Supply chain software maker i2 Technologies Inc. said Tuesday that it plans to cut 30 per cent of its 4,600 employees after a disappointing – and unprofitable – quarter marked by declining software sales.
I2’s second-quarter revenue came in at US$120 million, a 52 per cent drop over the $249 million posted in the year-ago quarter.
Meanwhile, its software license revenue sank 75 per cent to $26 million from $106 million posted in the year-ago quarter. Software license revenue also dropped 56 per cent over sequential quarters; in the first quarter of this year, i2 posted $59 million in software license revenue.
In response, the Dallas company announced a restructuring plan aimed at trimming operating costs by at least 30 per cent by year-end. Layoffs are part of the cost-cutting plan. In addition, i2 will move more software development work to India, migrate its software to more standard modules, and work to reduce product overlap, executives said.
“We are intensely focused on returning the company to profitability as quickly as possible,” said Sanjiv Sidhu, i2’s chairman and CEO who resumed the chief executive post in April after then-CEO Greg Brady resigned.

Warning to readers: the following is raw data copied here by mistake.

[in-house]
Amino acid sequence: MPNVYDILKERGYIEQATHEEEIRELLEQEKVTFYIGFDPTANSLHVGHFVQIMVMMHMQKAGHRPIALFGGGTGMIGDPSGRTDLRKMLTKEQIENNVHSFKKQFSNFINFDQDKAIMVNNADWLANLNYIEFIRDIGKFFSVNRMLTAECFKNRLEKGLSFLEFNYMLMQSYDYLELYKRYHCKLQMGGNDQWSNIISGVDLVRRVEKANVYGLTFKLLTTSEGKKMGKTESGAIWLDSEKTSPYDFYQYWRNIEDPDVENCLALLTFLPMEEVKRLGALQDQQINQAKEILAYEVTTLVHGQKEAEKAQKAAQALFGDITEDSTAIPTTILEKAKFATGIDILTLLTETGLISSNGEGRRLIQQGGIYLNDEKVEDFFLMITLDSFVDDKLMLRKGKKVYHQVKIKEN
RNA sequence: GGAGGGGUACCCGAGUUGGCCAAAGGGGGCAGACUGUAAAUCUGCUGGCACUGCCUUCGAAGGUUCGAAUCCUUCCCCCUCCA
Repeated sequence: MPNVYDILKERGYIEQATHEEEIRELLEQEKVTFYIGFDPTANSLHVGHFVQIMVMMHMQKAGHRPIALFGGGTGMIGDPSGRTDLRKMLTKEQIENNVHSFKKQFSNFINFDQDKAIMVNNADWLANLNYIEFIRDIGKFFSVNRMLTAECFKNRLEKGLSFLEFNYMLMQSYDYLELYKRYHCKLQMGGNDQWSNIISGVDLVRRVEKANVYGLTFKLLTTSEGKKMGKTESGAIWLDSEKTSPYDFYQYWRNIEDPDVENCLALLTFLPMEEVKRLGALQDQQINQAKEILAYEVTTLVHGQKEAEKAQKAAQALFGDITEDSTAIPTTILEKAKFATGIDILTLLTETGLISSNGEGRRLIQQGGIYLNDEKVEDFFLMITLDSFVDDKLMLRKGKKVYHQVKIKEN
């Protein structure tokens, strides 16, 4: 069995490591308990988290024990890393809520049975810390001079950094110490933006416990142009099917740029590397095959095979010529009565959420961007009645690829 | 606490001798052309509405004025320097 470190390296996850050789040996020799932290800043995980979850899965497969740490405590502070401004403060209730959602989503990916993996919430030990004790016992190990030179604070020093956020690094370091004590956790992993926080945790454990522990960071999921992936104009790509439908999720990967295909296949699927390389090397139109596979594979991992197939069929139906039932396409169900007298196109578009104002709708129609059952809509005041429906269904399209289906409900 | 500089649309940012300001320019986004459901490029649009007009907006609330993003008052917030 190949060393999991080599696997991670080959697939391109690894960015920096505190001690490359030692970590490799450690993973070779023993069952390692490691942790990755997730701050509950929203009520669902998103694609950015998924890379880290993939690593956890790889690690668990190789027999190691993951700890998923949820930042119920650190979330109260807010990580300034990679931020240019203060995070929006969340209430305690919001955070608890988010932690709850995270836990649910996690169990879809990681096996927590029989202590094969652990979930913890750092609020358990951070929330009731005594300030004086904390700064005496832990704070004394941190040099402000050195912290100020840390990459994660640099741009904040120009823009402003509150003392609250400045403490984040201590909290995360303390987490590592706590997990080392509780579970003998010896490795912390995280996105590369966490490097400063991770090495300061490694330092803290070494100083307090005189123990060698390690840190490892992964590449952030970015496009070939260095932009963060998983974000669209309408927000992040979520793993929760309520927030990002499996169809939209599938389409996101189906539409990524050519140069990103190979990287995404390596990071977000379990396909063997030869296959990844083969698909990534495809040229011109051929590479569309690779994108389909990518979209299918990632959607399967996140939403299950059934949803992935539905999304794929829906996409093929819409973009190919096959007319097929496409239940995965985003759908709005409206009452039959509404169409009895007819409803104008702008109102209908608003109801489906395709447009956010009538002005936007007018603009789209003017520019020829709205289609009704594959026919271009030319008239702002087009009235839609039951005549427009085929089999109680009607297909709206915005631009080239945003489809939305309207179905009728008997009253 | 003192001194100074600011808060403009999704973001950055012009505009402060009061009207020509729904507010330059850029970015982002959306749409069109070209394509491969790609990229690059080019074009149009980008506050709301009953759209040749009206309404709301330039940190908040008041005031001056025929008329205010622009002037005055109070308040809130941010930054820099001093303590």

In a conference call with analysts, Sidhu attributed i2’s disappointing results to a slump in demand for business software and smaller deal sizes.
The company expects to take a restructuring charge of over $50 million in the third quarter to cover severance, facilities closures and other costs associated with the restructuring plan.
The layoffs announced Tuesday are not i2’s first. The company has trimmed 25 per cent of its workforce – 1,600 employees – over the last 18 months.
“To some degree, we are moving i2 back in time to resemble the smaller, but more nimble and focused company of some years ago. We believe we are on the right path,” said Bill Beecher, i2’s chief financial officer, in the conference call.
AMR Research Inc. says that although i2’s sales pipeline is strong, sign-offs have been stalled. Questions about the company’s viability have been raised. “If this is truly the bottom and the restructuring works well, then the wound will probably be cauterized,” AMR Research wrote in a research brief published this week. “However, masterful execution will not be entirely in i2’s hands in this challenging economy.”